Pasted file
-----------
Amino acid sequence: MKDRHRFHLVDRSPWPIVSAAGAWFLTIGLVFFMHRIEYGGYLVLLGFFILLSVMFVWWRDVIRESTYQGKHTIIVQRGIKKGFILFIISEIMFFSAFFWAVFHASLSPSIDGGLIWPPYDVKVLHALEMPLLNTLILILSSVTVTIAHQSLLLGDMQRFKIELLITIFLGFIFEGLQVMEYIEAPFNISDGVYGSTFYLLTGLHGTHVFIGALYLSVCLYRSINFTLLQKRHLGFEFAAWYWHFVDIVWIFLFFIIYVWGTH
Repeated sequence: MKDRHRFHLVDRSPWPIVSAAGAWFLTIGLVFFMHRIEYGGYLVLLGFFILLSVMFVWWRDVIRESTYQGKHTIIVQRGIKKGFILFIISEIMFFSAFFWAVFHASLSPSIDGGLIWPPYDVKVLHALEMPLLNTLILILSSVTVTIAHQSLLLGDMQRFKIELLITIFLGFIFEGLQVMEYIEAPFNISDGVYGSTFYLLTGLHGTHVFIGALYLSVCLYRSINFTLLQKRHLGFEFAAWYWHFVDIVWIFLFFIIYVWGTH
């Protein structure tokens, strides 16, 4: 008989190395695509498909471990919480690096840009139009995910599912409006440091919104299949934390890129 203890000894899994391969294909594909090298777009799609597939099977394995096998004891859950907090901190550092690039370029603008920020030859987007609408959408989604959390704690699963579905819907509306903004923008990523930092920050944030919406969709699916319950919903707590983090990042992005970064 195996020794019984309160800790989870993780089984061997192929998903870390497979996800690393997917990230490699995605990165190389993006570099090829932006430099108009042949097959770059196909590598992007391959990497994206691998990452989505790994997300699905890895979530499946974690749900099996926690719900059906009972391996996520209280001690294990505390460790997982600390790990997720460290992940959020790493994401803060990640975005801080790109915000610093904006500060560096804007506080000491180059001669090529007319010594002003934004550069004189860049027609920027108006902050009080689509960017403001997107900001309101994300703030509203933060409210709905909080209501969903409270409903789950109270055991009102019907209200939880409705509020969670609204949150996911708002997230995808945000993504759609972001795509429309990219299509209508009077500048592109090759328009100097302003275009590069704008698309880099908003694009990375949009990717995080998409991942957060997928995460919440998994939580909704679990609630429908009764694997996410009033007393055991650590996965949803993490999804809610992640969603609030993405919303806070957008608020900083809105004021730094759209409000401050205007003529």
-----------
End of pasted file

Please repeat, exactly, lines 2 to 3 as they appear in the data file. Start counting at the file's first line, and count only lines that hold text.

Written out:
Repeated sequence: MKDRHRFHLVDRSPWPIVSAAGAWFLTIGLVFFMHRIEYGGYLVLLGFFILLSVMFVWWRDVIRESTYQGKHTIIVQRGIKKGFILFIISEIMFFSAFFWAVFHASLSPSIDGGLIWPPYDVKVLHALEMPLLNTLILILSSVTVTIAHQSLLLGDMQRFKIELLITIFLGFIFEGLQVMEYIEAPFNISDGVYGSTFYLLTGLHGTHVFIGALYLSVCLYRSINFTLLQKRHLGFEFAAWYWHFVDIVWIFLFFIIYVWGTH
């Protein structure tokens, strides 16, 4: 008989190395695509498909471990919480690096840009139009995910599912409006440091919104299949934390890129 203890000894899994391969294909594909090298777009799609597939099977394995096998004891859950907090901190550092690039370029603008920020030859987007609408959408989604959390704690699963579905819907509306903004923008990523930092920050944030919406969709699916319950919903707590983090990042992005970064 195996020794019984309160800790989870993780089984061997192929998903870390497979996800690393997917990230490699995605990165190389993006570099090829932006430099108009042949097959770059196909590598992007391959990497994206691998990452989505790994997300699905890895979530499946974690749900099996926690719900059906009972391996996520209280001690294990505390460790997982600390790990997720460290992940959020790493994401803060990640975005801080790109915000610093904006500060560096804007506080000491180059001669090529007319010594002003934004550069004189860049027609920027108006902050009080689509960017403001997107900001309101994300703030509203933060409210709905909080209501969903409270409903789950109270055991009102019907209200939880409705509020969670609204949150996911708002997230995808945000993504759609972001795509429309990219299509209508009077500048592109090759328009100097302003275009590069704008698309880099908003694009990375949009990717995080998409991942957060997928995460919440998994939580909704679990609630429908009764694997996410009033007393055991650590996965949803993490999804809610992640969603609030993405919303806070957008608020900083809105004021730094759209409000401050205007003529």